s a pastor, I’m not sure if I’m supposed to admit this, but I struggle with the idea of death. I have held the hope of the resurrection in my heart for years, and I know that death has been conquered through the resurrection of Jesus, but for some reason, death still holds a negative place in my mind. Caleb Wilde helped to change this.
In his book, Confessions of a Funeral Director: How the Business of Death Saved My Life, Wilde tells the story of how viewing life in terms of the reality of death has actually brought him vibrancy and peace. Wilde is a sixth-generation funeral director on his father’s side, while also being a fifth-generation funeral director on his mother’s side. You could say that funeral directing is in his blood. This unique background has given Wilde a plethora of insight into death.
How we view death is important. Unfortunately, many of us have a warped view of death because of how our culture handles it. When loved ones die, strangers come and take them away to prepare them for the funeral or memorial service. This was not always the case. There was a time, and still is in some areas, when families were directly involved in handling their deceased loved ones. This is what prompts Wilde’s main thesis: We need to transition from a “death-negative narrative” to a “death-positive narrative.”
A death-negative narrative tells us to fear death: that it is unnatural and should be kept out of the light of day. We would rather hide death than deal with it. One exception is the brief attention-grabbing snippets that we see on the news. Wilde states that “beyond the normalization of extremes via the media, the death-negative narrative is wired into our very biology. Humans are a most advanced death-defying machine” (6).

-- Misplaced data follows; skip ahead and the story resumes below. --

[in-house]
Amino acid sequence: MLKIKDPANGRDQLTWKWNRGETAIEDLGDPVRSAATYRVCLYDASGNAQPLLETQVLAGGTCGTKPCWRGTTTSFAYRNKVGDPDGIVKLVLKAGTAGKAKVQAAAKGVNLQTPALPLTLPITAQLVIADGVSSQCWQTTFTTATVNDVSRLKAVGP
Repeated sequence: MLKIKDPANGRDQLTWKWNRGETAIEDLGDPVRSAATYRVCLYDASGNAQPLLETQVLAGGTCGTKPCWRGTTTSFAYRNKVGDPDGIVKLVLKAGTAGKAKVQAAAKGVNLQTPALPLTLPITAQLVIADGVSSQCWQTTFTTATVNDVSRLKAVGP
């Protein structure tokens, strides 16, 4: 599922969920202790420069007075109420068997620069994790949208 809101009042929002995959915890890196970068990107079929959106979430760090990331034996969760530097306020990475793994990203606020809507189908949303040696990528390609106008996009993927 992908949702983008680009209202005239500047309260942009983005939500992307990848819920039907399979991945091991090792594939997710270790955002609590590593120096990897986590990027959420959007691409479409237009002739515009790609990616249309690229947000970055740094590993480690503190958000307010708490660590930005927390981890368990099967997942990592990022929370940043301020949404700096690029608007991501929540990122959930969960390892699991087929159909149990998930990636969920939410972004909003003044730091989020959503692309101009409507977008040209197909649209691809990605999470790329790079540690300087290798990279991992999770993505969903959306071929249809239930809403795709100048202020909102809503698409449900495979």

A death-positive narrative, however, tells us that death is not to be feared, that it is a natural part of life, and that it should be acknowledged for what it is. It is painful, of course, but it is a part of life. It was even a part of the life of Christ, who is the ultimate reason for us to have a death-positive narrative. It is important for us as pastors to shape our people toward a death-positive narrative. The world around us tells us how negative death is, but there can be deep beauty in death as healing, as a release, and as the next step into a deeper life. This is at the heart of the Christian witness about death and resurrection.
Wilde tells us the hope of his book: “This book is my journey from believing the death-negative narrative to finding something more in death” (10).
This book has helped me to do the same. It has helped me to begin to talk more openly about death and to face it more courageously, especially as I work in an assisted living home where death occurs frequently. Through his personal stories, Wilde helps his readers see death in a different light. This book helps us as Christians see the hope of glory in Christ Jesus.
Confessions of a Funeral Director helps the reader to see the good in death, to appreciate the life we have, and to see deep beauty in all that is around us. It is a hard book to read at first, since it can be a shock to the system. However, as Wilde reminds: “But in death, we often find our most honest self, a stronger community, and some find that they are able to overcome the fear of death and live life to its fullest” (8).
We who have the hope of resurrection must learn to embrace a death-positive narrative that puts death in its proper place, rather than on a terrifying pedestal. While I recommend the whole book, I cannot stress enough the importance of reading the epilogue and seeing Wilde’s confession. He has a deep and personal relationship with the business of death that most of us will only know from afar. His confessions have helped me, and hopefully will help all of us, see death as a positive narrative, rather than a negative one